Zumper, a technology company in the residential rental space, has raised $30 million in a Series D funding extension to back its push into the ever-evolving short-term rental sector, according to an announcement
The company now deems itself the only proptech serving the needs of the annual, monthly and nightly rental market.
To date, Zumper has raised $178 million. Despite its massive total raise, recent market shifts forced the company to layoff 15 percent of its staff in June 2022.
Chief experience officer of Zumper, Shalin Amin, said in a statement that the company is a now solution for every type of renter.
“We’re not just for trendsetters and digital nomads but for those in-between leases or those trying to build a rental history,” Amin said. “We’re a solution for many people looking for temporary housing in a growing workforce of migratory workers, like traveling nurses, construction crews, and disaster response teams. Our users play a critical role in making the communities and cities they relocate to thrive.”
Zumper is an online apartment portal, publishing available rentals in markets around the country. It provides publishing and marketing tools for landlords and apartment managers, as well as digitized applications and tenant documentation.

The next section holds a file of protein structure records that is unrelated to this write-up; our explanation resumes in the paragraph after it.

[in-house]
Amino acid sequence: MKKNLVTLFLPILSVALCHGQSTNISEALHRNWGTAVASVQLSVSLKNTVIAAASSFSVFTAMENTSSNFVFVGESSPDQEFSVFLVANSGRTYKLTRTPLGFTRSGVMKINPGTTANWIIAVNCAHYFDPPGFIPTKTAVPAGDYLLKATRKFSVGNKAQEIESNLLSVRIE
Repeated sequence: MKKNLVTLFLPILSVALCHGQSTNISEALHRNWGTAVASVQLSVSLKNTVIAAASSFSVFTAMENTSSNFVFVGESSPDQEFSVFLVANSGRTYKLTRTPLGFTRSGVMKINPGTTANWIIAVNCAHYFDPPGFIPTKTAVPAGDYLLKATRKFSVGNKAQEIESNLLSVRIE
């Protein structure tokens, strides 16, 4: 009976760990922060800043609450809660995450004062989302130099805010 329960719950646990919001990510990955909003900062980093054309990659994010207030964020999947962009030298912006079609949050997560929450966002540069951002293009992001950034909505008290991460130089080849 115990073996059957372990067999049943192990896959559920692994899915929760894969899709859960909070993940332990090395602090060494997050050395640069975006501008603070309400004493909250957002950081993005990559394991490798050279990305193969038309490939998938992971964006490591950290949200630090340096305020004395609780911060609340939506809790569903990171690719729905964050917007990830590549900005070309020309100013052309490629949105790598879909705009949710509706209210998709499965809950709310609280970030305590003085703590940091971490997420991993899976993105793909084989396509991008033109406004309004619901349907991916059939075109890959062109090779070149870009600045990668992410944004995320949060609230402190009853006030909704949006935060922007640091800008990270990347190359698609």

Zumper conducts and publicizes extensive rental industry research. A 2021 report, conducted in part to support its STR move, showed that 1/3 of its users were interested in flexible rentals. It also “revealed that 74 percent of users are booking 1-2 monthly rentals annually and 49 percent remain in one unit between two and six months,” according to the release.
Zumper’s data shows that the idea of short-term rentals is bigger, and more critical, than vacation properties and the remote-working technology sector. Like workforce housing solution PadSplit, Zumper sees a need for those who work full-time in transient occupations, such as nursing and construction.
Zumper’s data also demonstrated renters’ collective need for temporary housing between longer-term stays, such as month-long stays. Its data showed that 50 percent of renters aren’t sure where to look to find stays of that duration.
Zumper will not charge users’ guests an additional fee for short-term listings.
The new STR features also mean landlords with the ability to, can list apartments for short-term stays, which should be an attractive option given Zumper’s claim of 178 million annual website visitors.
The STR market is largely led by AirBnb and VRBO, respectively. While they focus on the vacation industry, a number of off-shoots have been spawned, some targeting investors and others developing management technology.
Ember, a luxury home co-ownership company, announced it will begin allowing owner groups to “STR” their homes.
“With the traditional short-term rental industry, fees are too high and consumers need to look at a multitude of different websites to find the right listing,” said Zumper co-founder and CEO, Anthemos Georgiades, in a statement. “We want to build the most comprehensive rental platform that enables our renters to easily find the best short-term, monthly or long-term rentals with a product designed for today’s far more flexible world.”